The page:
How Many Partners Have You Had?


If you ask the average person what defines our sexual age, there’s a good chance he’ll mention AIDS. Almost every week the mass media mention some new study about its prevalence or treatment, or the horrifying statistics of AIDS in Africa.

And yet for many Americans, AIDS is not the sexual problem about which they need to worry most. If you’re heterosexual and not involved in IV drug use (either yourself or through your partner), the chances of contracting AIDS are small.

But sex, unfortunately, is not without risks.

There’s unwanted pregnancy, which arguably changes a person’s life more than anything short of catastrophic illness. There are still several million unintentional pregnancies in America every year. This despite an abundance of birth control methods that really do work — condoms, pills, diaphragms, IUDs, depo-provera, and the most reliable of all, sterilization.

There are also sexually transmitted diseases like chlamydia, herpes and HPV. They won’t kill you, but they can bring plenty of trouble. They can undermine or destroy sterility; create problems during childbirth; interfere with sexual pleasure; and increase the risk of cervical cancer. While all can be treated, herpes and HPV cannot be cured.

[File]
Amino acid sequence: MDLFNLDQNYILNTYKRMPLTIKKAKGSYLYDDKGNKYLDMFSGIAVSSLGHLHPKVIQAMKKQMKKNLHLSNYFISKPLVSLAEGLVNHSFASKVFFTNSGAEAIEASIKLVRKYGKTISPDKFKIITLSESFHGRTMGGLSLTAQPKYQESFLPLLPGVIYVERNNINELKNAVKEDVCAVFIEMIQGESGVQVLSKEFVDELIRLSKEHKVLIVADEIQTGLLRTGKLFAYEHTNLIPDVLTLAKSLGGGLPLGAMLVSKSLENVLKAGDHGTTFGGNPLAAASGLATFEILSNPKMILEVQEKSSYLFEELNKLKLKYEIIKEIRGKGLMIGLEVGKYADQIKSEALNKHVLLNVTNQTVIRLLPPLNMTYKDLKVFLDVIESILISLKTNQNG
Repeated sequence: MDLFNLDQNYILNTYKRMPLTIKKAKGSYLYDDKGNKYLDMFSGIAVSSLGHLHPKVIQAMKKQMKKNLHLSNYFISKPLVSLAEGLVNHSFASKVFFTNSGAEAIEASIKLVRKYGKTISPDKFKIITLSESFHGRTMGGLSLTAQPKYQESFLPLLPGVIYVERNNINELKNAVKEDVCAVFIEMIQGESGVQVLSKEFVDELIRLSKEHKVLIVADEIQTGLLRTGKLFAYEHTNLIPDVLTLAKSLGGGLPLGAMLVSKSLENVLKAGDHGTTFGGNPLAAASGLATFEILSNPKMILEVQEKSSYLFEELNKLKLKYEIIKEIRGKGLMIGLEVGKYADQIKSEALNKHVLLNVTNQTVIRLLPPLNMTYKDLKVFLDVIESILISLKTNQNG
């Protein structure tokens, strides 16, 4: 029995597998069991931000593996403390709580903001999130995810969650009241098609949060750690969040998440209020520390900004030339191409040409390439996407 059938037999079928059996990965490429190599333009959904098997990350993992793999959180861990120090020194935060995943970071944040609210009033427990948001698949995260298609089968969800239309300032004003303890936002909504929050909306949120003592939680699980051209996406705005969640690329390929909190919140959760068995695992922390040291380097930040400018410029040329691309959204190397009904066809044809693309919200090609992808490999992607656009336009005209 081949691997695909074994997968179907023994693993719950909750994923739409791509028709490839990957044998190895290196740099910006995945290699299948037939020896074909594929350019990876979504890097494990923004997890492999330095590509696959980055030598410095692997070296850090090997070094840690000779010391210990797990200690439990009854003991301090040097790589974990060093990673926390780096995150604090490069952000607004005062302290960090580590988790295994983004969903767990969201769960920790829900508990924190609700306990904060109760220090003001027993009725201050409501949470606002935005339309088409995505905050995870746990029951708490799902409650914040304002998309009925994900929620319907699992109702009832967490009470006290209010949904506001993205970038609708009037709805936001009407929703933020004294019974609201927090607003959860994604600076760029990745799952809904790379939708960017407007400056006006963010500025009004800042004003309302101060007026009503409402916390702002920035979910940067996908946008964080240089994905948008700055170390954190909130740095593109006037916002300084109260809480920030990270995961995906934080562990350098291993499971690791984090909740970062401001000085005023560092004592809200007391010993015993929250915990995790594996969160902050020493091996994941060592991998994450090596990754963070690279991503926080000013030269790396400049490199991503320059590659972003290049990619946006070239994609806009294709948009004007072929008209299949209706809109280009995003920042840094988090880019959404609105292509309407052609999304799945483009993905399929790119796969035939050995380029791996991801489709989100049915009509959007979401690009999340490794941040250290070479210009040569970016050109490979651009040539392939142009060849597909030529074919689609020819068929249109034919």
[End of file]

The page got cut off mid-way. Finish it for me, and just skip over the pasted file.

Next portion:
Then we have the major league STDs — gonorrhea, syphilis and hepatitis. While they sound like things out of the past (or the gutter), perfectly nice people get them today. And they can ruin your life or kill you.

Finally, a broken heart is always a risk factor in sexual behavior. Sadly, some sexual partners lie, cheat and steal. Neither age nor gender, class, or race can predict or reduce the risk of heartbreak. The human foibles of betrayal and fickleness transcend all such boundaries. A broken heart is serious business for many, often resulting in depression, illness or behavioral acting out.

How do you talk about HIV and STDs? Pick a time when you feel close to your prospective partner, haven’t been drinking, have enough time for a full discussion, and have all or most of your clothes on.

Do it in a simple, straightforward way: “I want to enjoy sex with you, so I need to relax. That means talking about health issues, even though it’s uncomfortable for me. So let’s talk about it, OK?” Talk about the level of sexual experience you’ve had — unprotected intercourse, STDs, sexual contact with gay or bisexual men, intravenous drug use, and anything else you’d want revealed to you by a new partner.

If your would-be partner can’t handle this, or feels insulted, be glad you found out now. That’s why you brought it up.

Undertaking sexual activity thoughtfully means asking questions — and listening carefully to the answers — before leaping into bed with someone. You may be at little or no risk of catching HIV, but there are plenty of other problems out there.

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